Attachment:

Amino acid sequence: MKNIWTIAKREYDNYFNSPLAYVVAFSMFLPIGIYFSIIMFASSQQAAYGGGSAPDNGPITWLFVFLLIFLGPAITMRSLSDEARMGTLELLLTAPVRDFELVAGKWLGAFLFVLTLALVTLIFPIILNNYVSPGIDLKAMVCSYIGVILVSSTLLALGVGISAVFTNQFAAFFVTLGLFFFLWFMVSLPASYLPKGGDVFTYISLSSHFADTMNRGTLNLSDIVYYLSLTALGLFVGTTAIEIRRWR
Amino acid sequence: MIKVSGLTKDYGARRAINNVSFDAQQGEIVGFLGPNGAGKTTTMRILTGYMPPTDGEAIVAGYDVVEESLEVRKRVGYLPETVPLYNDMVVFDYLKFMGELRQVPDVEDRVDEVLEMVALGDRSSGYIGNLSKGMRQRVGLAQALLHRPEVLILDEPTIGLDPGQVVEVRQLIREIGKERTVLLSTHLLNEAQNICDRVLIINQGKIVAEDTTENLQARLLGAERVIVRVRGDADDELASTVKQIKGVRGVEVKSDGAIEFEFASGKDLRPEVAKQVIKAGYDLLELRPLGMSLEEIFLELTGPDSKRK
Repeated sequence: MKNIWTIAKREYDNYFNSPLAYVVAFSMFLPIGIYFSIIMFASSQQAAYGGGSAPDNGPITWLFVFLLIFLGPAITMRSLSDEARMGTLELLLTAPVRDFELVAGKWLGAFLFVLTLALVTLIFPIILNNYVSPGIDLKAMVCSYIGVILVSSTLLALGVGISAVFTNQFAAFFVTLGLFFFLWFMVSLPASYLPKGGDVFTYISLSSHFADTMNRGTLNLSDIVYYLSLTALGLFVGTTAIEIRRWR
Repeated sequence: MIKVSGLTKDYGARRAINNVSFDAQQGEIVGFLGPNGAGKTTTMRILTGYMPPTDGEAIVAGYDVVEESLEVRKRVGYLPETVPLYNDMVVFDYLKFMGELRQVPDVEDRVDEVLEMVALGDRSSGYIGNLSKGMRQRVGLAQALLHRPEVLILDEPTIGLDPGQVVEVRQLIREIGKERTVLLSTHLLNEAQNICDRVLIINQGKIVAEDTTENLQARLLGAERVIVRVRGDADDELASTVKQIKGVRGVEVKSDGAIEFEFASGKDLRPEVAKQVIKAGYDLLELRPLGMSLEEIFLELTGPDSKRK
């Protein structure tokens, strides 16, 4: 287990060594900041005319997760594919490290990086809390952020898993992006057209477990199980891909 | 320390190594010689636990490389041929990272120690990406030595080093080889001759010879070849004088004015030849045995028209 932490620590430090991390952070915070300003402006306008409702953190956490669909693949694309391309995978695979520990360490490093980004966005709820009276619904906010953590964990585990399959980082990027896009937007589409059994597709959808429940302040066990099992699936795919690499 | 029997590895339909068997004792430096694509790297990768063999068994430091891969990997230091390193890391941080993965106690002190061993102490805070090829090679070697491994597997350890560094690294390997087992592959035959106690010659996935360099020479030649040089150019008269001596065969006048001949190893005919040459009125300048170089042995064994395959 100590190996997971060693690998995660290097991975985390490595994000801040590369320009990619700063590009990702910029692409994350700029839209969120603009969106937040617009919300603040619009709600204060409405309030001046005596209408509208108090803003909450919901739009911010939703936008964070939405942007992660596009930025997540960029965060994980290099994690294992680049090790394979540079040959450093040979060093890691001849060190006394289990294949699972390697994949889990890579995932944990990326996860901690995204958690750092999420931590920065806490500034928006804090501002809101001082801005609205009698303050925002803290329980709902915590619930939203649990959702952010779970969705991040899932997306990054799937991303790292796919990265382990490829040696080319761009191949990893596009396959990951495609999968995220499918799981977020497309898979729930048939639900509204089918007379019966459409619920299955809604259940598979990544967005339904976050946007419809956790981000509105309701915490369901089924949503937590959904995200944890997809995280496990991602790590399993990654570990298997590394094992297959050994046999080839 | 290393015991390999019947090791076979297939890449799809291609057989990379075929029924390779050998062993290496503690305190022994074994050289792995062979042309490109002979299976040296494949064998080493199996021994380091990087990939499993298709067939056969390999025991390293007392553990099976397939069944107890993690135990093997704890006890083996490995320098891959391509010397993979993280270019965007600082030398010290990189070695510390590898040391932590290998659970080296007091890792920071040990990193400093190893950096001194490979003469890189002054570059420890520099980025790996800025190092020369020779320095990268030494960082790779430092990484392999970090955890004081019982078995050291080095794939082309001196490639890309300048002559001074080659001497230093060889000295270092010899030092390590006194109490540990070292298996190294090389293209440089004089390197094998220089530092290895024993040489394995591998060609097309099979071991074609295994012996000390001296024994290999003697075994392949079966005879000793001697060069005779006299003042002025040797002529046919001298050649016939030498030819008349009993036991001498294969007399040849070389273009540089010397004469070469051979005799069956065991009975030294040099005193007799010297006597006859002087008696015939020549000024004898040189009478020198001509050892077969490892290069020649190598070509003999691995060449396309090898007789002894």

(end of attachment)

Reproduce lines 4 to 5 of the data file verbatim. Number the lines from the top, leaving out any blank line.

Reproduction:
Repeated sequence: MIKVSGLTKDYGARRAINNVSFDAQQGEIVGFLGPNGAGKTTTMRILTGYMPPTDGEAIVAGYDVVEESLEVRKRVGYLPETVPLYNDMVVFDYLKFMGELRQVPDVEDRVDEVLEMVALGDRSSGYIGNLSKGMRQRVGLAQALLHRPEVLILDEPTIGLDPGQVVEVRQLIREIGKERTVLLSTHLLNEAQNICDRVLIINQGKIVAEDTTENLQARLLGAERVIVRVRGDADDELASTVKQIKGVRGVEVKSDGAIEFEFASGKDLRPEVAKQVIKAGYDLLELRPLGMSLEEIFLELTGPDSKRK
């Protein structure tokens, strides 16, 4: 287990060594900041005319997760594919490290990086809390952020898993992006057209477990199980891909 | 320390190594010689636990490389041929990272120690990406030595080093080889001759010879070849004088004015030849045995028209 932490620590430090991390952070915070300003402006306008409702953190956490669909693949694309391309995978695979520990360490490093980004966005709820009276619904906010953590964990585990399959980082990027896009937007589409059994597709959808429940302040066990099992699936795919690499 | 029997590895339909068997004792430096694509790297990768063999068994430091891969990997230091390193890391941080993965106690002190061993102490805070090829090679070697491994597997350890560094690294390997087992592959035959106690010659996935360099020479030649040089150019008269001596065969006048001949190893005919040459009125300048170089042995064994395959 100590190996997971060693690998995660290097991975985390490595994000801040590369320009990619700063590009990702910029692409994350700029839209969120603009969106937040617009919300603040619009709600204060409405309030001046005596209408509208108090803003909450919901739009911010939703936008964070939405942007992660596009930025997540960029965060994980290099994690294992680049090790394979540079040959450093040979060093890691001849060190006394289990294949699972390697994949889990890579995932944990990326996860901690995204958690750092999420931590920065806490500034928006804090501002809101001082801005609205009698303050925002803290329980709902915590619930939203649990959702952010779970969705991040899932997306990054799937991303790292796919990265382990490829040696080319761009191949990893596009396959990951495609999968995220499918799981977020497309898979729930048939639900509204089918007379019966459409619920299955809604259940598979990544967005339904976050946007419809956790981000509105309701915490369901089924949503937590959904995200944890997809995280496990991602790590399993990654570990298997590394094992297959050994046999080839 | 290393015991390999019947090791076979297939890449799809291609057989990379075929029924390779050998062993290496503690305190022994074994050289792995062979042309490109002979299976040296494949064998080493199996021994380091990087990939499993298709067939056969390999025991390293007392553990099976397939069944107890993690135990093997704890006890083996490995320098891959391509010397993979993280270019965007600082030398010290990189070695510390590898040391932590290998659970080296007091890792920071040990990193400093190893950096001194490979003469890189002054570059420890520099980025790996800025190092020369020779320095990268030494960082790779430092990484392999970090955890004081019982078995050291080095794939082309001196490639890309300048002559001074080659001497230093060889000295270092010899030092390590006194109490540990070292298996190294090389293209440089004089390197094998220089530092290895024993040489394995591998060609097309099979071991074609295994012996000390001296024994290999003697075994392949079966005879000793001697060069005779006299003042002025040797002529046919001298050649016939030498030819008349009993036991001498294969007399040849070389273009540089010397004469070469051979005799069956065991009975030294040099005193007799010297006597006859002087008696015939020549000024004898040189009478020198001509050892077969490892290069020649190598070509003999691995060449396309090898007789002894």